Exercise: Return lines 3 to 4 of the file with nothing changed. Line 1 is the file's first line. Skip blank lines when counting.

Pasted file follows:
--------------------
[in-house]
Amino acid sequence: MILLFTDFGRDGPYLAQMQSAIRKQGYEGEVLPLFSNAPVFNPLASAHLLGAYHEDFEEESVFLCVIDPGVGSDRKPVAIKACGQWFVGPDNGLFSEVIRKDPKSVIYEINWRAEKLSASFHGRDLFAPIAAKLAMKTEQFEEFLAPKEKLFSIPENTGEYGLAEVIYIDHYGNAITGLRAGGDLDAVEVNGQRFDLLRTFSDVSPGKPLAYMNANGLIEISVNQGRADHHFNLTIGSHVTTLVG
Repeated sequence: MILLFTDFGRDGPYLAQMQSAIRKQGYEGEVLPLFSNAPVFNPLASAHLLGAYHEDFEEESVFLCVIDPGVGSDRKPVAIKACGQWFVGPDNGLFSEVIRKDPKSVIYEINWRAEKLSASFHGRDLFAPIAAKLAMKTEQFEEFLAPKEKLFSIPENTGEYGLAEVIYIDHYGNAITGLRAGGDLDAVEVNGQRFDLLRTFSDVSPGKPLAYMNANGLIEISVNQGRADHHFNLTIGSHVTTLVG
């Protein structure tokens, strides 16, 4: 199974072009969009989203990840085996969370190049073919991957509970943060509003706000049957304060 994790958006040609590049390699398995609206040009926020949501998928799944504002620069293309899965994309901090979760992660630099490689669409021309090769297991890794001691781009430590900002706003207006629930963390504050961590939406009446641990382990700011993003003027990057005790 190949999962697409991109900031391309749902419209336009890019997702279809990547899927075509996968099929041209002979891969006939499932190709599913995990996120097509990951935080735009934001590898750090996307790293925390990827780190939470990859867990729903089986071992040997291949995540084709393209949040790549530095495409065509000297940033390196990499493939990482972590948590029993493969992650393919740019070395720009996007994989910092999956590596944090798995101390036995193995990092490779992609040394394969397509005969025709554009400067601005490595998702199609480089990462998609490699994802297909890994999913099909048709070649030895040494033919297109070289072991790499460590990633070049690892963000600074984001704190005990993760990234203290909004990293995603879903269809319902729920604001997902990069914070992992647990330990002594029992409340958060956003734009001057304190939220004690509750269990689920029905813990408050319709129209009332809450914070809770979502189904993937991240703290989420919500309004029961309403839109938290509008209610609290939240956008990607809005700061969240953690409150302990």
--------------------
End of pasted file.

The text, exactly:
Repeated sequence: MILLFTDFGRDGPYLAQMQSAIRKQGYEGEVLPLFSNAPVFNPLASAHLLGAYHEDFEEESVFLCVIDPGVGSDRKPVAIKACGQWFVGPDNGLFSEVIRKDPKSVIYEINWRAEKLSASFHGRDLFAPIAAKLAMKTEQFEEFLAPKEKLFSIPENTGEYGLAEVIYIDHYGNAITGLRAGGDLDAVEVNGQRFDLLRTFSDVSPGKPLAYMNANGLIEISVNQGRADHHFNLTIGSHVTTLVG
């Protein structure tokens, strides 16, 4: 199974072009969009989203990840085996969370190049073919991957509970943060509003706000049957304060 994790958006040609590049390699398995609206040009926020949501998928799944504002620069293309899965994309901090979760992660630099490689669409021309090769297991890794001691781009430590900002706003207006629930963390504050961590939406009446641990382990700011993003003027990057005790 190949999962697409991109900031391309749902419209336009890019997702279809990547899927075509996968099929041209002979891969006939499932190709599913995990996120097509990951935080735009934001590898750090996307790293925390990827780190939470990859867990729903089986071992040997291949995540084709393209949040790549530095495409065509000297940033390196990499493939990482972590948590029993493969992650393919740019070395720009996007994989910092999956590596944090798995101390036995193995990092490779992609040394394969397509005969025709554009400067601005490595998702199609480089990462998609490699994802297909890994999913099909048709070649030895040494033919297109070289072991790499460590990633070049690892963000600074984001704190005990993760990234203290909004990293995603879903269809319902729920604001997902990069914070992992647990330990002594029992409340958060956003734009001057304190939220004690509750269990689920029905813990408050319709129209009332809450914070809770979502189904993937991240703290989420919500309004029961309403839109938290509008209610609290939240956008990607809005700061969240953690409150302990």